I love the music video for “Don’t Go Puttin’ Wishes in My Head,” which displays that domestic love really beautifully. When I first listened to it, it’s so joyful. But there’s also this bit of uncertainty to it. I was wondering if you could speak a little on that aspect.
TORRES: With a great relationship, for me, always comes the fear of losing it. Or with anything great. It’s always met with simultaneously the fear and uncertainty of waiting for something to end.
Like waiting for the other shoe to drop.
TORRES: Yeah, exactly, hoping that it never does. It’s a huge part of loving somebody. It’s knowing whether it’s—I mean, I hate to say it—but whether it’s to a break-up or to death. You’re going to lose them. I thought it would make a great country-esque song. It’s funny, I sort of think of that as a country song. That anxiety should be acknowledged, you know?
Another track that stood out for me is “Big Leap,” which is a song that veers off into a different path and subject matter. What was the process of writing the song like, and what made you decide to include it in the record?
TORRES: Of all the songs on the record, that one took me the longest to write. I even feel like I started trying to write that song before I started trying to write the rest of the songs. When things are seriously emotionally distressing for me, a lot of times they take the longest to write, to put into song. That’s not always the case. Sometimes it’s the total opposite; it takes me two minutes. But that one took me a while. For one, it rounds out the album. I don’t want to give the impression that my life is just domestic bliss all the way. The highs are high and the lows are really low. That’s not something that should be glossed over. And speaking of fear of loss, that song is about my dad’s accident, falling off of a roof and nearly dying. It plays into that same fear of losing someone that you love and existing in the uncertainty of it. Also just for my sake, I needed to get that one out of the way so that I didn’t have to address it again. Sometimes I feel that way about certain subjects. I just want to write one song about it and then be done with it.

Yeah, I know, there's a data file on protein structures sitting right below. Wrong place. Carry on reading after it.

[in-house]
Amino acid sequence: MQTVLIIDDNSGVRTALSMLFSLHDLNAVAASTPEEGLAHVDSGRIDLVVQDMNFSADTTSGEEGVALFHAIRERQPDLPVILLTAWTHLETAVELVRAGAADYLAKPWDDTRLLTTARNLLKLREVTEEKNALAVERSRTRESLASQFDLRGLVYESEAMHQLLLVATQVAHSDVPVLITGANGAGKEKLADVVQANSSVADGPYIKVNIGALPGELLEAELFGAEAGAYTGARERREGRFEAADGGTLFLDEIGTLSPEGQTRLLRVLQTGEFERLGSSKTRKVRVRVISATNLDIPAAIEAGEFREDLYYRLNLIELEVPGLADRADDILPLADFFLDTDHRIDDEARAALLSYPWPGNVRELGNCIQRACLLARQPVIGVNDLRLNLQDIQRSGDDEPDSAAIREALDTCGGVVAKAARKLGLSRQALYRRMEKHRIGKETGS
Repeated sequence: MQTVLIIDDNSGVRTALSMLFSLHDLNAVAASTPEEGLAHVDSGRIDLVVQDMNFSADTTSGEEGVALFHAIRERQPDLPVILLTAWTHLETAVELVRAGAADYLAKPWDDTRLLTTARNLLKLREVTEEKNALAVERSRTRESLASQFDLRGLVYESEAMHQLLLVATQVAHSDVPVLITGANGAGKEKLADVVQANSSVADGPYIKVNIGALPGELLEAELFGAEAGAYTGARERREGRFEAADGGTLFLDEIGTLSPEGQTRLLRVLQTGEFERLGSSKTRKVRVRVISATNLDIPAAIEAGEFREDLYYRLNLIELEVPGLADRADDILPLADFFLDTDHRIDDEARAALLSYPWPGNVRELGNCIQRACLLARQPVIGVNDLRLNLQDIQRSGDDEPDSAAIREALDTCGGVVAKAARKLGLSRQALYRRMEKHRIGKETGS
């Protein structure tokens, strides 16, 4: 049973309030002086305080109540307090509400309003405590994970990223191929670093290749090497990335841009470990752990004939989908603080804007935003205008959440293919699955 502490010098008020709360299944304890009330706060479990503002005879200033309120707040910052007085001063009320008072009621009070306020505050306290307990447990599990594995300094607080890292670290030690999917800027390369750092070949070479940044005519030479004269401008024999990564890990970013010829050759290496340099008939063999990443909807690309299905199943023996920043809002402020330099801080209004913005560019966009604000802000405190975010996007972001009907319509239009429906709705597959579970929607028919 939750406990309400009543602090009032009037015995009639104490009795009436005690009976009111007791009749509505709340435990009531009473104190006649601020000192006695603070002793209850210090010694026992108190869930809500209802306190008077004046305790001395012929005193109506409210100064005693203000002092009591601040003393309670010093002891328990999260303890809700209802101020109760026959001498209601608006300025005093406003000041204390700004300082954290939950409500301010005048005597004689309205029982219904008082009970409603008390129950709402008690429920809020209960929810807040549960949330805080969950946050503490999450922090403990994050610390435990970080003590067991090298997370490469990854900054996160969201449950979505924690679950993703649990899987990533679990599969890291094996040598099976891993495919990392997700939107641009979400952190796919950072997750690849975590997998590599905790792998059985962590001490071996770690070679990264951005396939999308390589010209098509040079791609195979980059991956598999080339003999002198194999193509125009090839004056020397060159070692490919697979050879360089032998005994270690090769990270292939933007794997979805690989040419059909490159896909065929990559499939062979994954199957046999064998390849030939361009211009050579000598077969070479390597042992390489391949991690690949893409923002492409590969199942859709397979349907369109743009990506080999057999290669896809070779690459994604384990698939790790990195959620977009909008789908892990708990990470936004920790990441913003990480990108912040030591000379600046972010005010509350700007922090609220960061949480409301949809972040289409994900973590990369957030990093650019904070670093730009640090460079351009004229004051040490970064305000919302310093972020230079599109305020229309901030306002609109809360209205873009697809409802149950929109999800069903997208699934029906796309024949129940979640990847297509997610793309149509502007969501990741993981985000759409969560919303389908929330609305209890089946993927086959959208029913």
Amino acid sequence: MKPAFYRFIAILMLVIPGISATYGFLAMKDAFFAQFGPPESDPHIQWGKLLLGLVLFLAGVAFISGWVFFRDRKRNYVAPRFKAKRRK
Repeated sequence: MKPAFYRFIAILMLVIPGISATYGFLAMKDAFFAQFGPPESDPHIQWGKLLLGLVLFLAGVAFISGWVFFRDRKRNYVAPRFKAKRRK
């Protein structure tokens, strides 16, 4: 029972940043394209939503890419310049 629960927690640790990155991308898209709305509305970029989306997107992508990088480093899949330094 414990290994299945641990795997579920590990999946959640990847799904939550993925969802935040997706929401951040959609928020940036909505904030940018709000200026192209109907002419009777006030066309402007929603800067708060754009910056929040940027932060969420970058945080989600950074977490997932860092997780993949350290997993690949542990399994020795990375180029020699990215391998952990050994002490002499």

As a whole, Thirstier is such a big, exuberant album. The cover, which is painted by your partner, especially sets the mood. How has the record been influenced by her energy?
TORRES: Jenna changed everything about me, in a way. One thing that she’s done for me that really made its way onto this album is she helped me to change the way I see things. In the past, I would be really inclined to point out the negative, or point out the thing that I’m afraid of happening. I would preemptively spin something negatively. That was because of my own fear of being disappointed. And she is the one that was like, “You know, you have to see things more positively if you want the returns to be positive. You can’t just go through the world being negative and then expect good things to happen.” I know it sounds so simple when I say it out loud, but in practice, that was really difficult for me for most of my life. Learning how to do that personally, it sort of became a lens on the album while I was writing it. Just really trying to zero in on the spectacular, magical parts of life and blowing them up for other people to feel on a large scale. I feel like it’s a domino effect.
Right, and in turn, you’re helping your listeners to see the world in a different way.
TORRES: Yeah, that’s my hope.
Lastly, who are some of the artists that you’re listening to right now? Who have you been following?
TORRES: All time faves are Kate Bush, and basically my number one is Tori Amos. Stevie Nicks is my girl. Julien Baker, Angel Olsen. But right now, it’s St. Vincent. Always St. Vincent. I’ve been a fan for a very long time. I’m gonna try and figure out how to see one of those Daddy’s Home shows. We’re touring at the same time, so I’ll have to do some maneuvering. But I’ve got to figure it out.
I’m also a huge pop fan. I really love Dua Lipa, Lana Del Rey, and Cardi B. My girlfriend is obsessed with Cardi B, so I basically know all the lyrics now. A lot of Lizzo and Cardi B in our house.
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? © Shervin Lainez